- Nevis has 44 kinds of mango, including Amory Polly, which could actually be Amrapali आम्रपाली.
- A twitter thread on “hogs, ferality, and race in American history.” If that doesn’t make you click nothing will.
- “Can sweet potatoes reduce widespread vitamin A deficiency in Africa?” Guess.
- The end of kava as we know it?
- Making linen.
- Better scientific posters? Here’s hoping.
- Pigenonpea pre-breeding lines hit the bigtime.
- Mapping fires from space. Part of an early warning system for crop wild relatives?
- Roundup of how some breeders are preparing crops for climate change.
- No expiration date on yeast.
- A couple of European crop diversity projects: DYNAVERSITY and ReSEED.
- Transforming agricultural land use through marginal gains in the food system. A nudge here, a nudge there, pretty soon you’re talking about a revolution.
- Exploitation of diversity within farmers’ durum wheat varieties enhanced the chance of selecting productive, stable and adaptable new varieties to the local climatic conditions. Some landraces are pretty good.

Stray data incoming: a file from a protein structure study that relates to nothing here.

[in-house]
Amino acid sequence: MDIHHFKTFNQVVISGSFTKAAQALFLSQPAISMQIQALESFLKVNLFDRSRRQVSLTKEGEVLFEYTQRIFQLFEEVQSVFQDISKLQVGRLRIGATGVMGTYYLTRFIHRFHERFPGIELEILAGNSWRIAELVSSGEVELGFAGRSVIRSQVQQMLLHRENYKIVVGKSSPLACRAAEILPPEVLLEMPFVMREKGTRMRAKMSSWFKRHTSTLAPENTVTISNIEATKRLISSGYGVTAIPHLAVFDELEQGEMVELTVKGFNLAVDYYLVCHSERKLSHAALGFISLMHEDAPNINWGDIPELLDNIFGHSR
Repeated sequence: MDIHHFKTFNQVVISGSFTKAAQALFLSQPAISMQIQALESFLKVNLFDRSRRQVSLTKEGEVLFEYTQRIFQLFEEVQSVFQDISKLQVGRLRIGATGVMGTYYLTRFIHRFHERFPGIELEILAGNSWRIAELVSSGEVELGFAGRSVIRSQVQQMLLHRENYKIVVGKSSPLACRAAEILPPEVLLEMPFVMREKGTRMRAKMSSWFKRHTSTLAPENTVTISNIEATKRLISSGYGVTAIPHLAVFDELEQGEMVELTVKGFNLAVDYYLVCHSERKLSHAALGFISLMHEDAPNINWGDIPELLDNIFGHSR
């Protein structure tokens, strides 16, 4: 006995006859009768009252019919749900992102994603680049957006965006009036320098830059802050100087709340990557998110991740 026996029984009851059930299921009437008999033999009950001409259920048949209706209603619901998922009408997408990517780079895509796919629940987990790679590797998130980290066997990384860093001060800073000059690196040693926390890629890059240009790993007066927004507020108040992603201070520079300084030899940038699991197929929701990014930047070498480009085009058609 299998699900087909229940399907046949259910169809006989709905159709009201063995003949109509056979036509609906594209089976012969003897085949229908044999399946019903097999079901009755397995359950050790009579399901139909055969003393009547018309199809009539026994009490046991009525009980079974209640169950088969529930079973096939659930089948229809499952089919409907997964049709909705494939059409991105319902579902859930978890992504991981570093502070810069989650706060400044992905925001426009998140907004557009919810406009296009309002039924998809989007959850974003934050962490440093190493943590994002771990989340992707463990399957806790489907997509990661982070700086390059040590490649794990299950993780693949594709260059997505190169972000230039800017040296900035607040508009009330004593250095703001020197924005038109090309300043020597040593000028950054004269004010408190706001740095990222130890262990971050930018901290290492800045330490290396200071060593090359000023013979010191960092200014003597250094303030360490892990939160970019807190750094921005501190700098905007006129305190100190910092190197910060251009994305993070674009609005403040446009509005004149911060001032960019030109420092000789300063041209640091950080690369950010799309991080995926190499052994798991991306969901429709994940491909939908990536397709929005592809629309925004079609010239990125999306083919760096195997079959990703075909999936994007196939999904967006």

- Enset in Ethiopia: a poorly characterized but resilient starch staple. Some local crops are pretty good.
- Market‐led options to scale up legume seeds in developing countries: Experiences from the Tropical Legumes Project. Ah yes, PPPs.
- Global mapping of soil salinity change. A billion hectares and increasing. We’re going to need all the above.
- Integrating a newly developed BAC-based physical mapping resource for Lolium perenne with a genome-wide association study across a L. perenne European ecotype collection identifies genomic contexts associated with agriculturally important traits. “Clearly this is not an end-point for L. perenne genomics…” Ok, call me when you get there.
- A high-quality genome of Eragrostis curvula grass provides insights into Poaceae evolution and supports new strategies to enhance forage quality. “Understanding and subsequently manipulating the genetic drivers underlying apomixis could revolutionize agriculture.” Ok, call me when you get there.
- Many unreported crop pests and pathogens are probably already present. Especially in China, India, southern Brazil and some countries of the former USSR.
- Compositional Analysis of Genetically Engineered GR2E “Golden Rice” in Comparison to That of Conventional Rice. Only difference is beta-carotene. But that was never the issue.